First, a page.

Do Your Joints Ache?
Washington Hospital Seminar Offers Tips for Managing Osteoarthritis
Do you suffer from aches and pains? Do your knees hurt when you walk too far? Or maybe you feel stiff after sitting too long? Unfortunately, osteoarthritis is all too common as we age.
"As you get older, there is wear and tear on the cartilage, which causes osteoarthritis," said Dr. Sandeep Gupta, a local physician who specializes in sports medicine and a member of the Washington Hospital medical staff. "The breakdown of cartilage allows the bones to rub against each other, causing stiffness, pain, and loss of movement in the joint."
Gupta will present "Osteoarthritis: What You Need to Know" on Tuesday, September 18, from 1 to 3 p.m. The free seminar will be held at the Conrad E. Anderson, M.D. Auditorium, located at 2500 Mowry Avenue (Washington West) in Fremont. You can register online at www.whhs.com or call (800) 963-7070 for more information.
He will explain the causes and risk factors associated with osteoarthritis, as well as some of the treatment options. Osteoarthritis is the most common form of arthritis. An estimated 27 million people in the U.S. have the chronic disease, according to the Arthritis Foundation.
"Osteoarthritis is a degenerative joint disease that progresses slowly over time," Gupta said. "Cartilage cushions the ends of the bones and allows the joints to move easily. As the cartilage breaks down, the symptoms get worse."
He said osteoarthritis symptoms include:
- Joint soreness after periods of overuse or inactivity.
- Stiffness after periods of rest that goes away quickly when activity resumes.
- Morning stiffness, which usually lasts no more than 30 minutes.
- Loss of coordination, posture, and walking ability due to pain and stiffness.
The number one risk factor for osteoarthritis is age, according to Gupta. About 80 percent of people over age 55 show signs of osteoarthritis, he said.
"Women over the age of 55 are 2.6 times more likely to develop osteoarthritis than men," he added. "We're not exactly sure why it's more prevalent in women, but there is some speculation that it is related to the loss of estrogen that occurs with menopause."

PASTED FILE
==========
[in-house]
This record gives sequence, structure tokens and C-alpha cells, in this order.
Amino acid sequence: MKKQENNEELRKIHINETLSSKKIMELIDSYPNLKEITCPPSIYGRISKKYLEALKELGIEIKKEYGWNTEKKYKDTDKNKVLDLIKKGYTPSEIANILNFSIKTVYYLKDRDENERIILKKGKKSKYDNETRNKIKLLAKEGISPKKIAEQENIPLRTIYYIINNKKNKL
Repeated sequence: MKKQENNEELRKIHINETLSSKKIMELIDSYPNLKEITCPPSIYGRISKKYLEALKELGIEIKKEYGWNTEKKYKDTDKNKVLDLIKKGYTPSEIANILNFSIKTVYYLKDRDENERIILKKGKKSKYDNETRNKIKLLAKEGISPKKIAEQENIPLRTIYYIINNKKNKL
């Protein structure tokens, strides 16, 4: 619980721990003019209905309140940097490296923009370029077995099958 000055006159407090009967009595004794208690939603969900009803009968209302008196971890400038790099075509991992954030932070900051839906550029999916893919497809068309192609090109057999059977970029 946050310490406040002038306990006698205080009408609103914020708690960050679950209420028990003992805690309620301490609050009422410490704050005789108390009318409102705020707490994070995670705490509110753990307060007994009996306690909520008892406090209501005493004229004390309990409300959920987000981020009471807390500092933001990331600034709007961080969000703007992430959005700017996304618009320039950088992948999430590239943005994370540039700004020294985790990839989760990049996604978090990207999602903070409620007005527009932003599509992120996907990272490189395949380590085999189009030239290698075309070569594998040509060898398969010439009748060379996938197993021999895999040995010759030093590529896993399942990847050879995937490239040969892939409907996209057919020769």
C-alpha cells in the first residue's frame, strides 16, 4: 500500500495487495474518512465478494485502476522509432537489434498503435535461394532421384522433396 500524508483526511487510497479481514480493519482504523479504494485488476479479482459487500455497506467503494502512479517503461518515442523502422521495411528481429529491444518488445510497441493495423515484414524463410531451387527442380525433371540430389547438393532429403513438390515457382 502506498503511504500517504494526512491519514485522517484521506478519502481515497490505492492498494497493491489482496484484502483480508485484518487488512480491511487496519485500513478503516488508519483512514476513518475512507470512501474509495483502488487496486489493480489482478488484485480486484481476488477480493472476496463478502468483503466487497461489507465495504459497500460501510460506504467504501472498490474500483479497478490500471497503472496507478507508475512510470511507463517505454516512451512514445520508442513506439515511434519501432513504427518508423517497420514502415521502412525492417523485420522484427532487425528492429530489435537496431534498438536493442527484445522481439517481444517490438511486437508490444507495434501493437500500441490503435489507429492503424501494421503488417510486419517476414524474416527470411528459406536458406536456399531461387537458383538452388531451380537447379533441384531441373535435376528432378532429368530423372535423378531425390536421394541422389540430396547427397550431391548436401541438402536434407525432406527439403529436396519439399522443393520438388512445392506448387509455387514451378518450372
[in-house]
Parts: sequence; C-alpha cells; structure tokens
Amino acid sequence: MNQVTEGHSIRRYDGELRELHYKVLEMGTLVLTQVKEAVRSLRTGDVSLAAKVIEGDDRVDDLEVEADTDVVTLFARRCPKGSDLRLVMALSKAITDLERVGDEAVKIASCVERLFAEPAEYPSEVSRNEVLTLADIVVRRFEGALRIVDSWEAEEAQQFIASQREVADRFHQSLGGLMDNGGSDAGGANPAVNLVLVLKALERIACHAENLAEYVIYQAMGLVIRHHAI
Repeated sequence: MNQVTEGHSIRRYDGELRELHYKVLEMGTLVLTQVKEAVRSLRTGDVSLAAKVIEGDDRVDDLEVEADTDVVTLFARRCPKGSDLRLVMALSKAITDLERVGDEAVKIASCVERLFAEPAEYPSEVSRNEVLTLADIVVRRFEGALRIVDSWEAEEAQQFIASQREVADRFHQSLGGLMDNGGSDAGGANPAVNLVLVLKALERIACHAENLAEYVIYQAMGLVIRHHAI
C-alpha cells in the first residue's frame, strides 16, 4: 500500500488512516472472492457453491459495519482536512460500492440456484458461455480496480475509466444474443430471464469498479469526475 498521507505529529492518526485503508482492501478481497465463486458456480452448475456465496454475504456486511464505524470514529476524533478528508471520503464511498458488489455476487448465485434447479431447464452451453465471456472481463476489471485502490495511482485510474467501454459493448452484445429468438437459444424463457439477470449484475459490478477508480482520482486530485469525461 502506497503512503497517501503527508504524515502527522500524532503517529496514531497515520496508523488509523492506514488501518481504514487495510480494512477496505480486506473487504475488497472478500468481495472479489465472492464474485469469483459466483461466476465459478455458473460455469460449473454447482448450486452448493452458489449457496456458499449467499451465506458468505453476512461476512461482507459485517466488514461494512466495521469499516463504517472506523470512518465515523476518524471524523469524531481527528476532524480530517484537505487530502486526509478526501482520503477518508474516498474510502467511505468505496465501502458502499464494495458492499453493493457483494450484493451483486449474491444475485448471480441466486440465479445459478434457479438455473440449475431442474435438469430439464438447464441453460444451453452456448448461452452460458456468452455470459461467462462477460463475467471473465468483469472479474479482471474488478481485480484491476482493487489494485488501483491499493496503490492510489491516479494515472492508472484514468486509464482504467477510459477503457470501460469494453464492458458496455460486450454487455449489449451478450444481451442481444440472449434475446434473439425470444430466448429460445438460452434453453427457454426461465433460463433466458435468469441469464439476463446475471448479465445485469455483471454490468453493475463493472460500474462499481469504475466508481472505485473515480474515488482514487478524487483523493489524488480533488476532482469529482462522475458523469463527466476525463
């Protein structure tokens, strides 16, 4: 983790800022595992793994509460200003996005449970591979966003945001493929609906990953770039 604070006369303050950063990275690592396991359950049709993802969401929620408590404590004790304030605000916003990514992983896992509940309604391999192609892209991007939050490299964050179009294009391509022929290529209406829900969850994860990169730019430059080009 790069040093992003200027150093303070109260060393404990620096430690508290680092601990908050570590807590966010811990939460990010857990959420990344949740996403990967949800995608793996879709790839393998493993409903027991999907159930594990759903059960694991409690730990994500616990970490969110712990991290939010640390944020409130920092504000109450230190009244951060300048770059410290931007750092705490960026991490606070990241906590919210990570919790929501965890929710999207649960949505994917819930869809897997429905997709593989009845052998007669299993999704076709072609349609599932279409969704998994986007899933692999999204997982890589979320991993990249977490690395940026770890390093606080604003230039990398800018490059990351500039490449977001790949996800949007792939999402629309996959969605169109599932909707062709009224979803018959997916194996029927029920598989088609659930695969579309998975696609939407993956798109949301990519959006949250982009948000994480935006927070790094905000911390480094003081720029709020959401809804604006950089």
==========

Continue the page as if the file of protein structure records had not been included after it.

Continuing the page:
Being overweight also increases the risk of developing osteoarthritis. The added weight causes more wear and tear on the joints, Gupta explained. Other major risk factors include:
- A previous injury that causes damage to the joints, tendons, or ligaments.
- Jobs that require a lot of lifting, kneeling, squatting, or walking.
- Playing sports that involve direct impact on the joints like football, or twisting of the joints like basketball, or throwing like baseball.
- Heredity - it tends to run in families.
There is no definitive test to determine if someone has osteoarthritis, according to Gupta. The diagnosis is made through a physical exam and X-rays can confirm damage to the joints and changes to the bone that are caused by the disease.
"A patient's history can help to determine their risk for osteoarthritis," he added. "We look for the physical signs of osteoarthritis on the radiograph, including joint-space narrowing, bony spurs, thickening of the bone, and cysts beneath the cartilage."
The pain and stiffness caused by osteoarthritis can seriously impact quality of life. It can make even the simplest tasks like getting dressed or making the bed difficult.
"The goal of any treatment plan is to improve quality of life by controlling the pain and minimizing the disabling effects of osteoarthritis," Gupta said. "There are a number of ways to manage symptoms depending on how severe they are, including lifestyle changes like losing weight and increasing physical activity."
The first place to start is with a pain reliever that has the least side-effects, which is why most physicians start with acetaminophen, he said. Unfortunately, it is not the most effective at controlling pain. Next in line are non-steroidal anti-inflammatory drugs (NSAIDs), which include aspirin, ibuprofen, and naproxen.
Another treatment option is cortisone shots, which help to reduce the pain, swelling, and inflammation. Gupta injects the steroid directly into the joint about every three months. He has also had success with injections of hyaluronic acid.
Hyaluronan occurs naturally in the synovial fluid that surrounds the joints, Gupta explained. It is a thick liquid that helps lubricate the joints, making them work more smoothly. In people with osteoarthritis, the consistency of hyaluronan becomes thinner.
"I'll also talk about ways people with osteoarthritis can control their symptoms, like hot and cold packs, exercising regularly, getting plenty of rest, and eating a healthy diet," Gupta added. "There are steps you can take to reduce the pain and stiffness."
To find out about other classes and seminars offered at Washington Hospital, visit www.whhs.com.